Understanding Cast Stone
A Guide to Cast Stone Products for Specifiers 3rd edition – August 2016
Cast stone products enable architects to incorporate high-quality detail features such as cills, mullions, copings, quoins, columns, pilasters, porticos, arches steps and balustrade in a range of colours to match those of quarried stone. An alternative application for cast stone is walling, either in the form of smooth ashlar or as units with a choice of textured surfaces. Many manufacturers offer both standard ranges and the ability to produce bespoke designs. In terms of appearance and performance, cast stone is comparable with quarried stone. However, the cost of cast stone can be significantly less than that of quarried stone, especially where repetitive work is concerned.
Cast stone achieves the following…
- Adds perceived value to housing developments
- Incorporates styling features within prestigious projects
- Mimics traditional details in infill developments or alterations to period properties
- Cost-effectively creates bespoke internal features such as fireplace surrounds
- Substantially reduces costs where repetitive work is required
Almost any three-dimensional geometric form can be cast, enabling architects to design elegant curves as well as straight-edged features. Additional detail can also be incorporated into the surface, such as brick-effects or channels, and the edges of units can be square, bevelled or radiused. Cast stone units can be used to complement brickwork, quarried stone, flint or rendering.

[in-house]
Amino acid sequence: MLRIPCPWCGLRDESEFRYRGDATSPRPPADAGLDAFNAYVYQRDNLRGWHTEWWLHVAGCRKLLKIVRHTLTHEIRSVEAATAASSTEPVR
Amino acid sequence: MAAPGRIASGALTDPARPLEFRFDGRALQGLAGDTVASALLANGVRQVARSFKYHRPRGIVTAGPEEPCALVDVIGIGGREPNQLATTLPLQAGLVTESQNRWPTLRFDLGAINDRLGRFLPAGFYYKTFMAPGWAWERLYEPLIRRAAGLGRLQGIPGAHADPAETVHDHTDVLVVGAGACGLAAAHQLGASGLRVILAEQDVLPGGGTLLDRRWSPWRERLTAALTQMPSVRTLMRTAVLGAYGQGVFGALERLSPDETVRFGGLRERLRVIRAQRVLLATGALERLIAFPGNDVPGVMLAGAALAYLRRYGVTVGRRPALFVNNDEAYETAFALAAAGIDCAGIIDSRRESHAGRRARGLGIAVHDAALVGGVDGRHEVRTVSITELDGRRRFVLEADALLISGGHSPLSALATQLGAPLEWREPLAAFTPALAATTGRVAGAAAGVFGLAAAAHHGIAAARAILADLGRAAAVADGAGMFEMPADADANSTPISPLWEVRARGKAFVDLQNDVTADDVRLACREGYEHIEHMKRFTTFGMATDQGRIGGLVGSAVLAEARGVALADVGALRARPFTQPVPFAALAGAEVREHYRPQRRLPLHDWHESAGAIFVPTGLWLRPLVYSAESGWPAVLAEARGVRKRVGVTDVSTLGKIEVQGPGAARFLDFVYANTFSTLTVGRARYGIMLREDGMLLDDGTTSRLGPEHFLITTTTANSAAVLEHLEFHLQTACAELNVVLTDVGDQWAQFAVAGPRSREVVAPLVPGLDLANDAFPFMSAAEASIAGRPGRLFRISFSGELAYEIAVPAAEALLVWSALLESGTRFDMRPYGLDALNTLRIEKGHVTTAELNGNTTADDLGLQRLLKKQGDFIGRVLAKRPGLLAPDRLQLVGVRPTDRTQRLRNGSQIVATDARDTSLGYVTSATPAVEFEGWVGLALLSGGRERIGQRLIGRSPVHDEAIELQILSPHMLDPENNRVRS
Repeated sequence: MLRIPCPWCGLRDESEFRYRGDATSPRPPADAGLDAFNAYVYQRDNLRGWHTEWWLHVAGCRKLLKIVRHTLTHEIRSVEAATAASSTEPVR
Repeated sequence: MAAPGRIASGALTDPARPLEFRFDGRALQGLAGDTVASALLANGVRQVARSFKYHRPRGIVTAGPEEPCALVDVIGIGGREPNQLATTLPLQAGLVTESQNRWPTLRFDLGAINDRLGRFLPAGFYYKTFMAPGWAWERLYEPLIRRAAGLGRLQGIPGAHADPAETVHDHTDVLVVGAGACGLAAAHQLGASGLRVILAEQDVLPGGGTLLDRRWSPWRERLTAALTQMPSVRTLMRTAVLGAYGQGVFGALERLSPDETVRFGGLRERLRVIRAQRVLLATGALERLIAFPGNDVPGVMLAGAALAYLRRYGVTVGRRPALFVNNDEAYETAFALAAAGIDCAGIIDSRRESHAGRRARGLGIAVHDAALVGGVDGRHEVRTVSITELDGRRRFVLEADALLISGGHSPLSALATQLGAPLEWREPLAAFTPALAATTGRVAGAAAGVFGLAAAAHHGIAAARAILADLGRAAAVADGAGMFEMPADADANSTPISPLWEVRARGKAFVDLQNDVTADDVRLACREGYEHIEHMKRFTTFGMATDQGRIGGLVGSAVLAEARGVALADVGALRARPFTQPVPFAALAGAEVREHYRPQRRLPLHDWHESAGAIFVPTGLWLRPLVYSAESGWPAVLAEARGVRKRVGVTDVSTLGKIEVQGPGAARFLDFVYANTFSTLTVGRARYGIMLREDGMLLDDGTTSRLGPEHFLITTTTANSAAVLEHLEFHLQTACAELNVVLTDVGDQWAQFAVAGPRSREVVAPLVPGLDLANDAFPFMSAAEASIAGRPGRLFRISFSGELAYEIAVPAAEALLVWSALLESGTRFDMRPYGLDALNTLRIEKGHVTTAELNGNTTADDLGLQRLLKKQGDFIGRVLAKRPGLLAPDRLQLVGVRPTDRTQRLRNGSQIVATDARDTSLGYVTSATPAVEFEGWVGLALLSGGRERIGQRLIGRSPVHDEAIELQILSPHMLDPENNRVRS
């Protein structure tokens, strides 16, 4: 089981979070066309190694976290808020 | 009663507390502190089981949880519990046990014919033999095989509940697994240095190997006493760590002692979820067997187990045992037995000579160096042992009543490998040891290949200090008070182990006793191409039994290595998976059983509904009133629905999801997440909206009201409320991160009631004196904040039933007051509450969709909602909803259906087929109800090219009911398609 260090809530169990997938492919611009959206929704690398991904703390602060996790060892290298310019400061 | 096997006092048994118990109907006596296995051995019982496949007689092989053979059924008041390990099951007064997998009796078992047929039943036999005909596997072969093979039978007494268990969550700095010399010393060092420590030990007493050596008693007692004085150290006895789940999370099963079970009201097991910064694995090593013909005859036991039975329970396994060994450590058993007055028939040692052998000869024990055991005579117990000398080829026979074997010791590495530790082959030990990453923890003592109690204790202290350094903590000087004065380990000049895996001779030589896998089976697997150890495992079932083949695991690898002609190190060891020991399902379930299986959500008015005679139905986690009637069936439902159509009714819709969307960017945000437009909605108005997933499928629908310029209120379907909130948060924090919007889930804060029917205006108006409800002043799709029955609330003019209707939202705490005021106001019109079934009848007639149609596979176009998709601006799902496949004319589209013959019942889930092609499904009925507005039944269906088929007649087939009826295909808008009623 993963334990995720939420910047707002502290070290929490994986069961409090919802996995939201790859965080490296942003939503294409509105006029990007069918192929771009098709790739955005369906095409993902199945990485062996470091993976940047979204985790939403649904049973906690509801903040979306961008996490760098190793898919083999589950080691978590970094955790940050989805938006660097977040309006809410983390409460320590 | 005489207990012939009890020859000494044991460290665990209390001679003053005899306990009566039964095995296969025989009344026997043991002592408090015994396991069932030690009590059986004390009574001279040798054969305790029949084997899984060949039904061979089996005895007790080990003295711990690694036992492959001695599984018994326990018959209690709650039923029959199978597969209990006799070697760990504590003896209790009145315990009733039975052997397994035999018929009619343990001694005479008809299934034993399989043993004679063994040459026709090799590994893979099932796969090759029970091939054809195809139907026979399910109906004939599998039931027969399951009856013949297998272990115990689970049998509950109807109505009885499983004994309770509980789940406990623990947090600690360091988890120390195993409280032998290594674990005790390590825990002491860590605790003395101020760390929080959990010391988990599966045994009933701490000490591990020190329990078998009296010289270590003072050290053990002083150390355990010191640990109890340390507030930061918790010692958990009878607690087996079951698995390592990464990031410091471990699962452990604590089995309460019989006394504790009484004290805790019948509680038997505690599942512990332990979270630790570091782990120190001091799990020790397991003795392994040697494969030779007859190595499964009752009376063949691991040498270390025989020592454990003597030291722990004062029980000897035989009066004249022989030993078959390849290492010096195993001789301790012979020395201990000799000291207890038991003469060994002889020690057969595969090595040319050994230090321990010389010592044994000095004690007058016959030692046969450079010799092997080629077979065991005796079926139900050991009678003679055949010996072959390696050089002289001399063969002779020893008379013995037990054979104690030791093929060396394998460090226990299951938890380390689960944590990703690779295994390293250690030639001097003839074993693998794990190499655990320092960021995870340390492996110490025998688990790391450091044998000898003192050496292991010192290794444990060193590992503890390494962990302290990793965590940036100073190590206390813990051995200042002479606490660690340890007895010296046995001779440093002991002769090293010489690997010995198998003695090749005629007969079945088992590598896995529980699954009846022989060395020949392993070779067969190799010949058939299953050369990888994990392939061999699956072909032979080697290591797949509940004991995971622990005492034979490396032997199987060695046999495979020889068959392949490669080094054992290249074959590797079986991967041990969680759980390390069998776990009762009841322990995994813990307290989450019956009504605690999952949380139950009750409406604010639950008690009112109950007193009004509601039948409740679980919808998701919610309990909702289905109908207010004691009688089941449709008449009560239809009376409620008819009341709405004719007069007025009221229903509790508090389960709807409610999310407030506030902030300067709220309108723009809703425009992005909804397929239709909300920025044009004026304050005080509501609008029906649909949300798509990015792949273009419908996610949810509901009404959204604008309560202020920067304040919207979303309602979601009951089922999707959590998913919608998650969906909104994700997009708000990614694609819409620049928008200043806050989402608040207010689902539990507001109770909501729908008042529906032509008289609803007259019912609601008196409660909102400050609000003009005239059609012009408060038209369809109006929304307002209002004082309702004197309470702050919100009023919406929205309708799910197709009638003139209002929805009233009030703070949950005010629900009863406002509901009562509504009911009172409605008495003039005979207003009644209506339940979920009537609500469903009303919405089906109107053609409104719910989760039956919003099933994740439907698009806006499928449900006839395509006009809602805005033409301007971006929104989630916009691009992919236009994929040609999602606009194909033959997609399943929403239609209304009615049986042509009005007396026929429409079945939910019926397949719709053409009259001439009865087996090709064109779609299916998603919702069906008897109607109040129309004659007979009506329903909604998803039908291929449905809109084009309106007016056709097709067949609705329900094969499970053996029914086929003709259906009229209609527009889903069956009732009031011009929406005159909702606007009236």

Standard colours are available to match those of quarried stone, such as Bathstone, Red Sandstone or Portland stone, while non-standard colours can also be produced to meet a client’s specific requirements. Procter Cast Stone offers a PDF datasheet with photographs of samples in standard colours, or colour sample packs are available on request. Unlike quarried stone, the colour of cast stone is very consistent, both within a batch and from one batch to the next. If required, however, controlled variation can be introduced to mimic the effect found in quarried stone. Over time, cast stone weathers the same way as quarried stone.
Note that cast stone has been used successfully on listed buildings in conservation areas. If there is resistance to the use of cast stone in such projects, Procter Cast Stone can assist architects and developers in discussing the issue with planners.
A variety of surface finishes and textures can be achieved using the cast stone process, so it is essential that specifiers discuss their requirements with the manufacturer. This is especially so if exceptionally smooth surfaces are being considered, as the type of finish has a significant effect on the overall appearance of the product.